Some Spectral Properties of Markov Chains20211110 ☾ The power of Gershgorin and his Circles
Markov chains are stoachastic models for describing discrete sequences of random behavior. While I normally dislike probability theory because I find it incredibly confusing, I like Markov chains because they can be expressed using linear algebra (which I find much less confusing!). This post explores the spectral properties of Markov chains and relates this to the limiting probabilistic behaviors of Markov chains. The spectrum of a matrix is the set of its eigenvalues. Spectral properties are then the properties of the eigenvalues that give rise to special behavior. Three main results will be proved in this post (still need to prove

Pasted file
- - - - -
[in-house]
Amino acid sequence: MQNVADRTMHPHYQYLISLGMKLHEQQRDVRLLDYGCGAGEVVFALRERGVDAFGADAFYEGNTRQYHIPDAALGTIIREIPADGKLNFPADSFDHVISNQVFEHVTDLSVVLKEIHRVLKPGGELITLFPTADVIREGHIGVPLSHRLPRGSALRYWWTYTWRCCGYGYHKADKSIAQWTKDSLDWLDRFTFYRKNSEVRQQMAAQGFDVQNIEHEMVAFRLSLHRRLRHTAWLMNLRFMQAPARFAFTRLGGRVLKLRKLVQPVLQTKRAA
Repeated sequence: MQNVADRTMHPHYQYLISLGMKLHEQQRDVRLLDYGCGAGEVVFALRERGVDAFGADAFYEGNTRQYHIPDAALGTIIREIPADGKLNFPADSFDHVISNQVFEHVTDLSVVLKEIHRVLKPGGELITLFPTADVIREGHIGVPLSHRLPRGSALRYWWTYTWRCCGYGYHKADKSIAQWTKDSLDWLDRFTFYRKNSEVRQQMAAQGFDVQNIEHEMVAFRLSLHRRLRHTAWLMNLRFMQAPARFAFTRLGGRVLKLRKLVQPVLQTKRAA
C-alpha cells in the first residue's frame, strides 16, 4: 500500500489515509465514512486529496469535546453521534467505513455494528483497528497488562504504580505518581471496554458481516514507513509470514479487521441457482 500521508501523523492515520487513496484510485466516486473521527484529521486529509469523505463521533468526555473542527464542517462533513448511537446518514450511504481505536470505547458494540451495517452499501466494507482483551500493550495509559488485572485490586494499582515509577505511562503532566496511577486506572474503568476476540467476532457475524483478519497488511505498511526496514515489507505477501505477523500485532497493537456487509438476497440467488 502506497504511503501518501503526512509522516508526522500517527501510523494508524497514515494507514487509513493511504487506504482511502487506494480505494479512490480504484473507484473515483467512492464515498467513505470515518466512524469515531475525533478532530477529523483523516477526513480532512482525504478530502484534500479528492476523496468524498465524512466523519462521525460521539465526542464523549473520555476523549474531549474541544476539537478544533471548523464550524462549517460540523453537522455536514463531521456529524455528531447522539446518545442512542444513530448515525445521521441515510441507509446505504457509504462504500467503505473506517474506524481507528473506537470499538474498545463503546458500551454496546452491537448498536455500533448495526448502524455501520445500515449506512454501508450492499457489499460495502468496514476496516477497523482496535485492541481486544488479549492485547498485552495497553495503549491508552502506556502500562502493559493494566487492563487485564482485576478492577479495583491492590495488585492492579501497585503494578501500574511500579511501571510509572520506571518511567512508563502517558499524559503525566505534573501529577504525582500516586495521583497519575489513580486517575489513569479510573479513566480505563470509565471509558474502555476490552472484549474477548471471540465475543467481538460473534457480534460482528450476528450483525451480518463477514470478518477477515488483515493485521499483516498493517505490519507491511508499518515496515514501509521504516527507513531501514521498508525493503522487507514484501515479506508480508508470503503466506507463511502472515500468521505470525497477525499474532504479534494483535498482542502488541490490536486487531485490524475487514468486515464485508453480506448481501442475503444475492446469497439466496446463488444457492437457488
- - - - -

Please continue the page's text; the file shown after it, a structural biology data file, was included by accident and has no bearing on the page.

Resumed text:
Said more precisely, Result 2 really characterizes the dimension of the space of stationary distributions. Gershgorin and His CirclesA Markov chain describes the probability of transitioning from one state to another. These transition probabilities can be summarized using a Markov matrix: Definition 1 (Markov matrix). A matrix \(M \in M_n([0, 1])\) is a Markov matrix if the entries of each column sum to 1. Said another way, if \(i\) and \(j\) are states in a Markov chain, then \(\mathbb P( j \mapsto i ) = M_{ij}\) The eigenvalues of a Markov matrix have a remarkable property: they're never bigger than 1 in magnitude! To prove this, we need an underrated result from linear algebra: Theorem 1 (Gershgorin disc theorem). For the \(i\)th row of a matrix \(A\), let the row sum \(R_i = \sum_{j \neq i} A_{ij}\) be the radius of the disc centered at \(A_{ii}\): \(G_i(A) = \{ z \in \mathbb C :  z  A_{ii}  \leq R_i \}\). Let the union of these discs be \(G(A) = \cup_{i=1}^n G_i(A) \,.\) Then, \(\sigma(A) \subseteq G(A) \,.\) Note that \(\sigma(A) = \{\lambda \in \mathbb C : Ax = \lambda x\}\) represents the set of all eigenvalues of \(A\). Proof: A good explanation is avilable on [Wikipedia https:en.wikipedia.orgwikiGershgorincircletheorem We can augment the Gershgorin disc theorem with a quick lemma connecting the eigenvalues of \(A\) and \(A^*\): Lemma 1. Given a matrix \(A \in M_n\), \(\sigma(A) = \sigma(A^*)\). Proof: The lemma holds since \(A\) and \(A^*\) have the same characteristic polynomial: \(\det(A^* \lambda I) = \det((A  \lambda I)^*) = \det(A  \lambda I) \,.\) Thanks to Lemma 1, we can equivalently define \(R_i\) in the Gershgorin disc theorem to be the column sum, \(\sum_{i \neq j} A_{ij}\), instead of the row sum. Now, the first main result follows: Corollary 1 (Spectrum of Markov matrices). The eigenvalues of a Markov matrix \(M \in M_n([0, 1]) \,,\) are bounded within the unit circle. Said mathematically, \(\sigma(M) \subseteq \{ z \in \mathbb C : z \leq 1 \} \,.\) Proof: Since the columns of \(M\) must sum to \(1\), this means that for every column \(i\), \(M_{ii} + R_i = 1\). Therefore, the disc \(G_i(M)\) is a subset of the unit circle that also intersects the unit circle at \((1, 0)\). Therefore, by Theorem 1, \(\sigma(M) \subseteq G(M) \subseteq \{ z \in \mathbb C : z \leq 1 \}\). Here is an illustration of this proof for a Markov matrix in \(M_4([0,1])\). Interestingly, this picture also shows us that the only way we can have an complex eigenvalue with magnitude 1 is if one of the \(M_{ii} = 0\)… more on this later. This package can be used to visualize Gershgorin discs of a matrix. Next, we ask what is the largest eigenvalue of a Markov matrix? Corollary 2 (Spectral radius of Markov matrices). The spectral radius of a Markov matrix is \(\rho(M) = 1\) and \(\rho(M) \in \sigma(M)\). Proof: Let \(\vec{1} \in \mathbb R^n\) be a column vector of all 1s. We can then write the column sum constraint as \(M^*\vec{1} = \vec{1}\). Note that this equation shows that \(\lambda = 1\) is an eigenvalue of \(M^*\) (and by Lemma 1, also an eigenvalue of \(M\)). Because the eigenvalues of \(M\) are constrained within the unit circle by Corollary 1, \(\lambda = 1\) achieves the maximum possible modulus. Therefore, \(\rho(M) = 1\) and \(\rho(M) \in \sigma(M)\). Enumerating the Stationary DistributionsRemark: Gershgorin gives us a very powerful sets of results! They show that if our Markov matrix is diagonalizable (i.e., \(M = SDS^{1}\) for \(S \in M_n\) invertible and \(D \in M_n\) diagonal), then \(M^k = SD^kS^{1}\) will converge to some matrix as \(k \to \infty\), and the steady state for any initial condition will be determined by the eigenvectors of \(M\) whose eigenvalues equal the spectral radius. What happens if \(M\) is not diagonalizable? In this case, we have to use the Jordan Canonical Form (JCF) of \(M\) (more on this later). For a cool application of this convergence idea, let's consider a symmetric Markov chain (i.e., forwards and backwards probability are equal). The spectral theorem tells us that the eigenvectors of this matrix are orthogonal. Additionally, assume that the geometric multiplicity of the eigenvector \(1\) is \(k\) for this example. Then, \[ \begin{align*} \lim_{k \rightarrow \infty} M^k &= \lim_{k \rightarrow \infty} SD^kS^{1} \\ &= S (I_k \oplus \mathbf 0_{nk}) S^{1} \\ &= \begin{pmatrix} s_1 \cdots s_k & \vec 0 \cdots \vec 0 \end{pmatrix} \begin{pmatrix} s_1 & \cdots & s_n \end{pmatrix}^* \\ &= \sum_{i=1}^k s_i s_i^* \,. \end{align*} \] Since the eigenvectors of \(M\) are orthonormal, note that \(s_i s_i^*\) is a matrix representing the orthogonal projection onto \(s_i\). Thus, \(P_{S_k} = \sum_{i=1}^k s_i s_i^*\) is a projection matrix onto the span of \(\{s_1, \dots, s_k\}\). Finally, we can see that for some initial condition \(x_0\), \[ \lim_{k \rightarrow \infty} M^k x_0 = P_{S_k} x_0 \,, \] meaning the stationary distributions of \(M\) are an orthogonal projection onto the eigenspace of \(\lambda = 1\). Said another way, any convex combination of the eigenvectors of \(M\) with eigenvalue \(1\) is a valid stationary distribution. So, in general, when does \(M\) have a unique stationary distribution (i.e., when is the geometric multiplicity of \(1\) equal to \(1\))? The Perron–Frobenius TheoremDefinition 3 (Positive and nonnegative matrices). A matrix \(A \in M_n(\mathbb R)\) is positive (written \(A > 0\)) if all entries of \(A\) are positive. Similarly, if all the entries of \(A\) are nonnegative, then \(A\) is nonnegative as well (i.e., \(A \geq 0\)). The Perron–Frobenius Theorem gives many results about positive matrices. To study Markov matrices, we focus on one of them: Theorem 2 (Perron–Frobenius). If \(A \in M_n(\mathbb R)\) is positive, then \(\rho(A)\) is an eigenvalue of \(A\) with algebraic multiplicity 1. Corollary 3. Theorem 2 still applies if \(A\) is nonnegative and irreducible. Irreducibility is related to the concept of the connectedness of a matrix. Specifically, matrices can be represented as entry digraphs (take the matrix, binarize it, and treat that as the adjacency matrix of a directed graph). If the graph is strongly connected (i.e., each vertex is connected to every other vertex by a directed edge), then it is irreducible. By definition, Markov matrices are nonnegative. If a Markov matrix is irreducible, then the Perron–Frobenius theorem says that \(\rho(M)=1\) is a simple eigenvalue of \(M\). Since the geometric multiplicity of an eigenvalue is bounded above by its algebraic multiplicity, that means that there is only a single eigenvector \(x\) such that \(Ax = x\). This vector \(x\), scaled so that its entries sum to 1, is the unique steady state distribution of \(M\). The defintion of irreducibility also helps us understand the result proved in the previous section. If a matrix is reducible, there are multiple strongly connected components. These are communities in the graph that, once you walk into, you cannot walk out of. Such a community would have an eigenvector with nonzero entry for each vertex in the strongly connected component and \(0\)'s for every other vertex, and this eigenvector would be a stationary distribution. Each strongly connected component would have its own such eigenvector, and their convex hull would be the space of all possible stationary distributions. This is exactly what we proved in the previous section, but thanks to this spectral graph theory perspective, we now we don't need \(M\) to be symmetric to prove it! Diagonalization with the Jordan Canonical FormThe past results have assumed that \(M\) is diagonalizable. What if this is not true? I'm not sure how the math works out really, but I'll endeavor to prove it some day :) Future Questions to AnswerThese will slowly be addressed in future versions of this post.